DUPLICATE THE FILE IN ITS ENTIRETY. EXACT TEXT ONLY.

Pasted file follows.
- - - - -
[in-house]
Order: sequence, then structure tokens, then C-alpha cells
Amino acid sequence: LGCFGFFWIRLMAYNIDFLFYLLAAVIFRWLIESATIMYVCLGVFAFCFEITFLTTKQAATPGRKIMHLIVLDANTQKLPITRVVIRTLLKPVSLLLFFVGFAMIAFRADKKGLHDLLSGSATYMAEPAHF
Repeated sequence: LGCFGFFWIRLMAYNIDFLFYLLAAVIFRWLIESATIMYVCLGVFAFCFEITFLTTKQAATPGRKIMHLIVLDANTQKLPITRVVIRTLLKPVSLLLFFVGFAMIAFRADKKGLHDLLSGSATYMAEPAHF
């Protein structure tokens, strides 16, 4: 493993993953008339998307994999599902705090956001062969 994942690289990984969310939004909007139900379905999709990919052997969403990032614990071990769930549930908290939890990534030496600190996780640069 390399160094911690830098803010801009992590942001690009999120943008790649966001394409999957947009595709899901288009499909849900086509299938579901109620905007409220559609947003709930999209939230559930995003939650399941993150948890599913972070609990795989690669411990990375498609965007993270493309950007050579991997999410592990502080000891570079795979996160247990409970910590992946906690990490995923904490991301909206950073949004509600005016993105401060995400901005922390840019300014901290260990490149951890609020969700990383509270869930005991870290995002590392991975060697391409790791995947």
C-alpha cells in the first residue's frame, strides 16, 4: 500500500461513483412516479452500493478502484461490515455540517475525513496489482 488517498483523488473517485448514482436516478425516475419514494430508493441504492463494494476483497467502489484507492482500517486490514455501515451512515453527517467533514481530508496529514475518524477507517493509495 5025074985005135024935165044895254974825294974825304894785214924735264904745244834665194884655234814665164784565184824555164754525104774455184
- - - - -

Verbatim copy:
[in-house]
Order: sequence, then structure tokens, then C-alpha cells
Amino acid sequence: LGCFGFFWIRLMAYNIDFLFYLLAAVIFRWLIESATIMYVCLGVFAFCFEITFLTTKQAATPGRKIMHLIVLDANTQKLPITRVVIRTLLKPVSLLLFFVGFAMIAFRADKKGLHDLLSGSATYMAEPAHF
Repeated sequence: LGCFGFFWIRLMAYNIDFLFYLLAAVIFRWLIESATIMYVCLGVFAFCFEITFLTTKQAATPGRKIMHLIVLDANTQKLPITRVVIRTLLKPVSLLLFFVGFAMIAFRADKKGLHDLLSGSATYMAEPAHF
């Protein structure tokens, strides 16, 4: 493993993953008339998307994999599902705090956001062969 994942690289990984969310939004909007139900379905999709990919052997969403990032614990071990769930549930908290939890990534030496600190996780640069 390399160094911690830098803010801009992590942001690009999120943008790649966001394409999957947009595709899901288009499909849900086509299938579901109620905007409220559609947003709930999209939230559930995003939650399941993150948890599913972070609990795989690669411990990375498609965007993270493309950007050579991997999410592990502080000891570079795979996160247990409970910590992946906690990490995923904490991301909206950073949004509600005016993105401060995400901005922390840019300014901290260990490149951890609020969700990383509270869930005991870290995002590392991975060697391409790791995947």
C-alpha cells in the first residue's frame, strides 16, 4: 500500500461513483412516479452500493478502484461490515455540517475525513496489482 488517498483523488473517485448514482436516478425516475419514494430508493441504492463494494476483497467502489484507492482500517486490514455501515451512515453527517467533514481530508496529514475518524477507517493509495 5025074985005135024935165044895254974825294974825304894785214924735264904745244834665194884655234814665164784565184824555164754525104774455184